You can hear all the Queen elements there (epic power chords, huge vocal and guitar harmonies, bonkers changes of pace every five seconds) even if the sound quality is no-where near as good as the later catalogue (unsurprising really when you consider they hadn't really broken into the big time at that stage). Father to Son is actually a much better track than I remembered. I love the guitar feedback that makes up the chord at the end and how it dips away into White Queen.

Some Day One Day has always been one of my fave Brian May songs. Nothing has changed it would seem.

Strange but after listening to this album again, I suddenly realised that Magnum comprehensively ripped off Queen's arrangements mercilessly for their first three albums (Kingdom Of Madness, Magnum II and Chase The Dragon). I don't really know why I didn't notice that before.

One thing I had forgotten about Roger Taylor's drum style was something I've never heard from a drummer before since and that is the trick of when playing a groove, he would open his hi-hats a little every time he struck the snare. This gave the backbeat a much fatter sound than it would otherwise have had. That hi-hat 'bark' sort of became his trademark sound throughout their recording career and he never really deviated from the formula (almost the opposite of Charlie Watts dropping the hi-hat out when he hit the snare). You certainly are able to pick Taylor's spirited if not very technical playing out of a drum line-up every time I think.

All in all, it's probably the one Queen album I can listen to from start to finish even today.

Thumbs up.
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« Reply #7 on: May 17, 2011, 06:09:56 AM »

Sorry that I've not done anything on the Fishtank album club in a while - I've been busy. Sorry.

Without listening to this album (nor needing to!) I declare Queen II to be the winner by a country mile.
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Robert
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« Reply #8 on: May 17, 2011, 09:08:32 AM »

That has gotta have been a major influence on every prog rock band I like (and the Polyphonic Spree)

That's kind funny as the guy in the office who really can't stand Queen really likes the Polyphonic Spree

Is it time he came out of the closet?
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MikeEvs
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« Reply #9 on: May 17, 2011, 09:10:31 AM »

That has gotta have been a major influence on every prog rock band I like (and the Polyphonic Spree)

That's kind funny as the guy in the office who really can't stand Queen really likes the Polyphonic Spree

Is it time he came out of the closet?

I'll let you suggest that to him I think Grin
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AmazingWilf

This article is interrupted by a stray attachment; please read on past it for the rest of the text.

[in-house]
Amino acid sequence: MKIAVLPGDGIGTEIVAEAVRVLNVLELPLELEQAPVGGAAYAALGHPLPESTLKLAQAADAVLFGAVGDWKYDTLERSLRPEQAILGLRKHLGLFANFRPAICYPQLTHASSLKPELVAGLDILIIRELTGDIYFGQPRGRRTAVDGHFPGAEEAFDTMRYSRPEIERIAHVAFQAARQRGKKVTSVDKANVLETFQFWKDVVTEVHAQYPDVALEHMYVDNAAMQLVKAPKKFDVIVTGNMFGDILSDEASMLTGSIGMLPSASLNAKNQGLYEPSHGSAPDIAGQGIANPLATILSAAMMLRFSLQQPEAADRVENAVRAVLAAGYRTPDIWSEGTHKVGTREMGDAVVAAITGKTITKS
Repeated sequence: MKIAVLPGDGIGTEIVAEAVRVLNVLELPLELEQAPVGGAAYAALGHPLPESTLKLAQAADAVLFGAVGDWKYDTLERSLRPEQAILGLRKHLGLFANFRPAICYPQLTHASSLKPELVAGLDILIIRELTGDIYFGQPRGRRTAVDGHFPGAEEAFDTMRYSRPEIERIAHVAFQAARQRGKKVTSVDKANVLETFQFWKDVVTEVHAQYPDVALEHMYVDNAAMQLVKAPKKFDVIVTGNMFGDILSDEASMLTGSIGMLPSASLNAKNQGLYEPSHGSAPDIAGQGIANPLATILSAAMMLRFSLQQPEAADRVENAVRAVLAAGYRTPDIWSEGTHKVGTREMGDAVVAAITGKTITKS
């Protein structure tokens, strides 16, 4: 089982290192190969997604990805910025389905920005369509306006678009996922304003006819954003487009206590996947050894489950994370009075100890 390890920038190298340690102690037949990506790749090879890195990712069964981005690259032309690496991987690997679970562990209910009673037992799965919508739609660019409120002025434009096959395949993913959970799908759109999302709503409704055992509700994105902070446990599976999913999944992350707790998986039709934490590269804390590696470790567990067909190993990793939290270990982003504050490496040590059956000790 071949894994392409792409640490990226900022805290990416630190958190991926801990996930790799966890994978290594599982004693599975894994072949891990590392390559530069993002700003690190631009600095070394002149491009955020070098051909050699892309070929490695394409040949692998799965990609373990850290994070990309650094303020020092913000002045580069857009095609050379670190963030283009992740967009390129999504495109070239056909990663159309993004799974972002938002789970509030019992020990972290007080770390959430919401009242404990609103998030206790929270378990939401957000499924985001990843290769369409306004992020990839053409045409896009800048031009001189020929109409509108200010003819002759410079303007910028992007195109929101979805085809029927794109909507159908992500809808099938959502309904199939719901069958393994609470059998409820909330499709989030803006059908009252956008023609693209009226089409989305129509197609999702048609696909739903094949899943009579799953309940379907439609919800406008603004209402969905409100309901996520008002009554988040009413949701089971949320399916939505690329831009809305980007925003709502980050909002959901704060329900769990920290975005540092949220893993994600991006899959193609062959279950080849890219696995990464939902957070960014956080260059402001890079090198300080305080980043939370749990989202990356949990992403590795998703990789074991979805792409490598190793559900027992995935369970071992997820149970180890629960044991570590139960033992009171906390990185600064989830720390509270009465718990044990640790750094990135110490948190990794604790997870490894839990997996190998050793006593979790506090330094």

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« Reply #10 on: May 17, 2011, 11:05:03 AM »

Listening through this again - it's the 2011 remaster that's on the site - I'm surprised just how decent it sounds now, from a quality perspective. The songs are all monster.
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David 'Wilf' Elliott
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« Reply #11 on: May 17, 2011, 11:10:36 AM »

That has gotta have been a major influence on every prog rock band I like (and the Polyphonic Spree)

That's kind funny as the guy in the office who really can't stand Queen really likes the Polyphonic Spree

Is it time he came out of the closet?

I'll let you suggest that to him I think Grin

That will be the prog closet where we all hide, just behind the afghan coats and the electric blue flared trousers.
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« Reply #12 on: May 17, 2011, 11:13:14 AM »

I'm sure there aren't many people on this forum who haven't declared themselves free from the closet and are massive, raving Prog-lovers.
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« Reply #13 on: May 17, 2011, 11:18:19 AM »

What I remember of Queen II is that it's bonkers. Just bonkers. The arrangements are mad. The production is mad (and simply brilliant in most cases). The performances by the band members are often mad. And it rocks like a b*stard! There's a real Hard Rock element which wouldn't have set them far apart from Deep Purple or Black Sabbath at the time. All Queen albums seem to have some level of variety between the songs, especially A Night At The Opera, but none were more (I'll say it again) mad and bonkers than this one. I'll be giving it a listen once my Rush set has finished (if the college wi-fi will allow me).
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« Reply #14 on: May 17, 2011, 01:19:10 PM »

Oh, great. I was able to listen to the White Side, but now I can't listen to anything else. I'm back to that weird link thing again. Bah!  Angry